SafeType vertical keyboard

The SafeType has been around for quite some time, but it’s still one of the weirdest ergonomic keyboards on the market (and that’s saying a lot). A standard keyboard is annoying enough as it is, but imagine trying to learn how to use this thing. Supposedly, the keyboard puts your hands in an “Orthopedically Neutral” position, which helps to reduce the risk of repetitive motion injuries. It even has rearview mirrors so you can see your hands as you type. Rearview mirrors for a keyboard! I suggest adorning the wings with flames and racing stripes because you are clearly going to look awesome using this. $295

Rube Goldberg machines

This record-smashing Rube Goldberg machine developed by engineering students at Purdue University takes you on a journey from the Big Bang to the Apocalypse in 244 easy steps — culminating in the watering of a flower. Ironically, I could water my flowers in only two steps, yet they remain dry and lifeless. So, I guess this would be an upgrade for me. Not for sale

Electric nose lift

Back in the day, if you were ugly you just lived with it. Everyone else didn’t look so hot either so you probably wouldn’t have felt insecure. These days we have all sorts of tech designed to make us look younger and more attractive, and it’s easy to fall prey to crazy gadgets that don’t live up to the hype. To be honest, gadgets like this electric nose lift look more like medieval torture devices than fountains of youth. Supposedly, switching on this device will allow it to shape your nose through vibration — making it “a little bit firmer and higher” when used for three minutes per day. $154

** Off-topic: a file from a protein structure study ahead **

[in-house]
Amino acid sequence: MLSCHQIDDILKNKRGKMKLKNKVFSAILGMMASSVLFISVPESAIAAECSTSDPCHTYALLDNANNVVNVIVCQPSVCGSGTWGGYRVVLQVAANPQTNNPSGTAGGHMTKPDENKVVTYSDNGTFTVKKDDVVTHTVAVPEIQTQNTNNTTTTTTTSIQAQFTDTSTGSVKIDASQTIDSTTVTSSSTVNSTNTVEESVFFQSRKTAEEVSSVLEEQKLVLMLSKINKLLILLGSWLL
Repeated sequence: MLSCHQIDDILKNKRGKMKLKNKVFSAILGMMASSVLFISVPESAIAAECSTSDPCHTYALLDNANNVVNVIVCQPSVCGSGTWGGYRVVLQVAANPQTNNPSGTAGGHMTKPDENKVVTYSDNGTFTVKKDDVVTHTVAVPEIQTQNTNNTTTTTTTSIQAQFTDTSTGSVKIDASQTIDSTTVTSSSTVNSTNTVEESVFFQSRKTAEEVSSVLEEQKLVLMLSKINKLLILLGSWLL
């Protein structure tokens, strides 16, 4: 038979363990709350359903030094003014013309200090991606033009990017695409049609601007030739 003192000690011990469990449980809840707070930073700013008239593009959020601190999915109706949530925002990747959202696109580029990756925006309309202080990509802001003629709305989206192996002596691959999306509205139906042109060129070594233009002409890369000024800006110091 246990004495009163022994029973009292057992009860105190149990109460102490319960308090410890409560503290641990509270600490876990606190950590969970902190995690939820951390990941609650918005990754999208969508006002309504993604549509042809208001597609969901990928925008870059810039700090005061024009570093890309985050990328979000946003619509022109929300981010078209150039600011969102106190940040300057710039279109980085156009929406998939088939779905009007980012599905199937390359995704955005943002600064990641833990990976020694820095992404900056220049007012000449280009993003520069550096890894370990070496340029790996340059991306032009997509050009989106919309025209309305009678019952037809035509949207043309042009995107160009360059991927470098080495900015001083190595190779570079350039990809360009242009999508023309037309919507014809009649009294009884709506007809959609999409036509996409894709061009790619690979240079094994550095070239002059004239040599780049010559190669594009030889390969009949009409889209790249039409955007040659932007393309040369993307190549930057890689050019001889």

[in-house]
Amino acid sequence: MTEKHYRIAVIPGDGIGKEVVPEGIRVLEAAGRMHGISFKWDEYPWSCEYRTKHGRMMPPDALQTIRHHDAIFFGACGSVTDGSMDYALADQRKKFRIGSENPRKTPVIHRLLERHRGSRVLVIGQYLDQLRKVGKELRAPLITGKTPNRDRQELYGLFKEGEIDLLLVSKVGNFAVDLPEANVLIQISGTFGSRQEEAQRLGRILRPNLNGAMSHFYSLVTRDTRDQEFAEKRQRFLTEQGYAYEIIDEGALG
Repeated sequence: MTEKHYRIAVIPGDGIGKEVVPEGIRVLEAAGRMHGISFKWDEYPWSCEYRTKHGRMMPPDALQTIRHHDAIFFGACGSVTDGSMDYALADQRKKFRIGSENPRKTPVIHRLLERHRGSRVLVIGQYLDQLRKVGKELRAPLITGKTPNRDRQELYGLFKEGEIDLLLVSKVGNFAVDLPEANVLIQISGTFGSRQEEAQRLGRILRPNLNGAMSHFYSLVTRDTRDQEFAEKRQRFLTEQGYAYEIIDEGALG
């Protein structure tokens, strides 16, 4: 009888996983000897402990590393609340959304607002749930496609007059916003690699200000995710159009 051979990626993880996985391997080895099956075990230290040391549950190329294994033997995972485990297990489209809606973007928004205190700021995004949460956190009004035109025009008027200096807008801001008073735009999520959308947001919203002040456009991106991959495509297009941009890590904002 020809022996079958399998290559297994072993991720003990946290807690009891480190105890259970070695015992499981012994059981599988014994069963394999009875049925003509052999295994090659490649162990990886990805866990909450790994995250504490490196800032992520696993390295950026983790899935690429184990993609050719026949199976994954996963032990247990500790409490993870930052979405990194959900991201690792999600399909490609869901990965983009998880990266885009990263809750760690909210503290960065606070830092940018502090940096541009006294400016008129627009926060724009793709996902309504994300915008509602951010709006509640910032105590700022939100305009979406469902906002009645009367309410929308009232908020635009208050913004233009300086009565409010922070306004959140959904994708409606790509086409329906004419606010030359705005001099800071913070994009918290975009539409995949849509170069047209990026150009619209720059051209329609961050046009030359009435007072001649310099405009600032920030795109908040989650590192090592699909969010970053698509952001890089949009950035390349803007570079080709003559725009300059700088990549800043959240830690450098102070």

Retro phone handsets

Granted, I sort of miss the satisfaction of slamming down a thick, solid phone receiver when hanging up on telemarketers — or calling up Batman — so I understand the nostalgia factor. But there was a reason why we moved on from these bulky old phones. Why would someone want to make our convenient, compact modern cellphones seem obsolete with a corded handset? $29.99

Kohler Numi Toilet

The last thing you want is confusion about operating a toilet after you’ve eaten two burritos and washed them down with a venti coffee. However, that is entirely possible with these new-fangled toilets out of Japan. The Kohler Numi features a built-in music system, ambient lighting, touchscreen remote, motion-activated lid and seat, retracting bidet, air dryer, air deodorizer, heated seat, floor vents to keep your feet warm and customizable options that can be set for every member of your household. $6,400

Nose stylus

Overall, the portable tablets and smartphones we have today are fantastic innovations, but they do come with some drawbacks. For one thing, I can’t read an e-book in the tub like I used to do with an old fashioned paper book. The nose stylus designed by Dominic Wilcox is one ridiculous pseudo-solution to that problem. Even if you get one hand wet, you can use both hands to navigate. Plus, there are no side effects … if you are already cross-eyed. Not for sale